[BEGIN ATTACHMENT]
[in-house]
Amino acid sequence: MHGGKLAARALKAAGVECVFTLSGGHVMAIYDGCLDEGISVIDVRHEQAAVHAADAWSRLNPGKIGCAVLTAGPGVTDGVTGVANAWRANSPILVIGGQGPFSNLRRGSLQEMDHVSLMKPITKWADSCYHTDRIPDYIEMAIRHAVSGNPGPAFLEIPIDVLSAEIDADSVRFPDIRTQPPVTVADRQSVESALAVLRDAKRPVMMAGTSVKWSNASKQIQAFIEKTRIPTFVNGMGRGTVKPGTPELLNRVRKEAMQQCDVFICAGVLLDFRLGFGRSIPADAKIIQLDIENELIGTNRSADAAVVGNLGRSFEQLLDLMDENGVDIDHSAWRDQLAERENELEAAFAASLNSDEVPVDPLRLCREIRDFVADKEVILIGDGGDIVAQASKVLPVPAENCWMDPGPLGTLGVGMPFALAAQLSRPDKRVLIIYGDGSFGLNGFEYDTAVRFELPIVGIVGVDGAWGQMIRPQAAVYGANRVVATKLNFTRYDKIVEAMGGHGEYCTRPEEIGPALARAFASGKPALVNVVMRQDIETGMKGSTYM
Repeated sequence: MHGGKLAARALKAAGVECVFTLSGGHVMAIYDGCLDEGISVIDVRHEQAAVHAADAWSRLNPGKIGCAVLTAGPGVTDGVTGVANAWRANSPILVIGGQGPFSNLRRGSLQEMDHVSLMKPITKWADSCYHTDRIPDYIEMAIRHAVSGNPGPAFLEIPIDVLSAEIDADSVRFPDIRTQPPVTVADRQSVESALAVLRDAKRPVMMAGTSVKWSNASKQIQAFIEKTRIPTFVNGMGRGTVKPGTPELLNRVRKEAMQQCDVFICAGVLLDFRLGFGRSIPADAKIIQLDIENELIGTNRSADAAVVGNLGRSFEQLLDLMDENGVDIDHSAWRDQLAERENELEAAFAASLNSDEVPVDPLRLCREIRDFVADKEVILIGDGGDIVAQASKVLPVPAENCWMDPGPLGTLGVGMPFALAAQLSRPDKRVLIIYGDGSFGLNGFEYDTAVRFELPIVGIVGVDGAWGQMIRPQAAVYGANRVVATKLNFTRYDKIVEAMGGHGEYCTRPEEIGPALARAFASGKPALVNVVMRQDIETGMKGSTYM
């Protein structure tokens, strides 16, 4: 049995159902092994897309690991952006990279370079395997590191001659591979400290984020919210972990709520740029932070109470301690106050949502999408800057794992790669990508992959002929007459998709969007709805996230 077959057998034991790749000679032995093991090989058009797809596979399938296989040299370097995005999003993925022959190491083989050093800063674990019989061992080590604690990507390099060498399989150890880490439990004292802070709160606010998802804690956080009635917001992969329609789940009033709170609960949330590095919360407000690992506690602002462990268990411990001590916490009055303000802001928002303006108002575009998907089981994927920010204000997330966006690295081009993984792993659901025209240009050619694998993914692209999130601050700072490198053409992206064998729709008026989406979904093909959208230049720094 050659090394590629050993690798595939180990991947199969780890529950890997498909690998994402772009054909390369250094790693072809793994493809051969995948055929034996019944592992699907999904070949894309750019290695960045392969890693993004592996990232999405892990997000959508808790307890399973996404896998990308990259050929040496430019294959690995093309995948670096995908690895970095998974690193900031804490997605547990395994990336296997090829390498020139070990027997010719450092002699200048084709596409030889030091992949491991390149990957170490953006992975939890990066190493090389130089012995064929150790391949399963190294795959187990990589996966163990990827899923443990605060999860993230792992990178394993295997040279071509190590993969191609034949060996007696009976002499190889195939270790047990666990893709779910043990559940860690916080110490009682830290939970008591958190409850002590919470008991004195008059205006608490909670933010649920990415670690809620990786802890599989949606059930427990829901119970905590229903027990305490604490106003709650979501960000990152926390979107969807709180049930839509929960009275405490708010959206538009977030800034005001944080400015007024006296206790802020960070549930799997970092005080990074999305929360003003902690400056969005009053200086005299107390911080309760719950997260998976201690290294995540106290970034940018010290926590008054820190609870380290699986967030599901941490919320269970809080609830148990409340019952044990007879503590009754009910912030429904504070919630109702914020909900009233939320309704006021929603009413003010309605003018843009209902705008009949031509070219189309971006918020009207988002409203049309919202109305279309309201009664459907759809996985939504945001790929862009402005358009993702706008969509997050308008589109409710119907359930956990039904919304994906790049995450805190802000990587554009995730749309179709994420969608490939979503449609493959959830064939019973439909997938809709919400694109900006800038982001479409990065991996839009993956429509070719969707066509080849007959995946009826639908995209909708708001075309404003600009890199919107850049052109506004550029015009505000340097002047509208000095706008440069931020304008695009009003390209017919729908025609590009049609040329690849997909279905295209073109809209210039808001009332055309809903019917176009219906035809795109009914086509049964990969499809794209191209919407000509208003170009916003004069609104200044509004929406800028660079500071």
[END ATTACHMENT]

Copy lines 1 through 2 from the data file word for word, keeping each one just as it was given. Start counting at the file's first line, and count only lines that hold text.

[in-house]
Amino acid sequence: MHGGKLAARALKAAGVECVFTLSGGHVMAIYDGCLDEGISVIDVRHEQAAVHAADAWSRLNPGKIGCAVLTAGPGVTDGVTGVANAWRANSPILVIGGQGPFSNLRRGSLQEMDHVSLMKPITKWADSCYHTDRIPDYIEMAIRHAVSGNPGPAFLEIPIDVLSAEIDADSVRFPDIRTQPPVTVADRQSVESALAVLRDAKRPVMMAGTSVKWSNASKQIQAFIEKTRIPTFVNGMGRGTVKPGTPELLNRVRKEAMQQCDVFICAGVLLDFRLGFGRSIPADAKIIQLDIENELIGTNRSADAAVVGNLGRSFEQLLDLMDENGVDIDHSAWRDQLAERENELEAAFAASLNSDEVPVDPLRLCREIRDFVADKEVILIGDGGDIVAQASKVLPVPAENCWMDPGPLGTLGVGMPFALAAQLSRPDKRVLIIYGDGSFGLNGFEYDTAVRFELPIVGIVGVDGAWGQMIRPQAAVYGANRVVATKLNFTRYDKIVEAMGGHGEYCTRPEEIGPALARAFASGKPALVNVVMRQDIETGMKGSTYM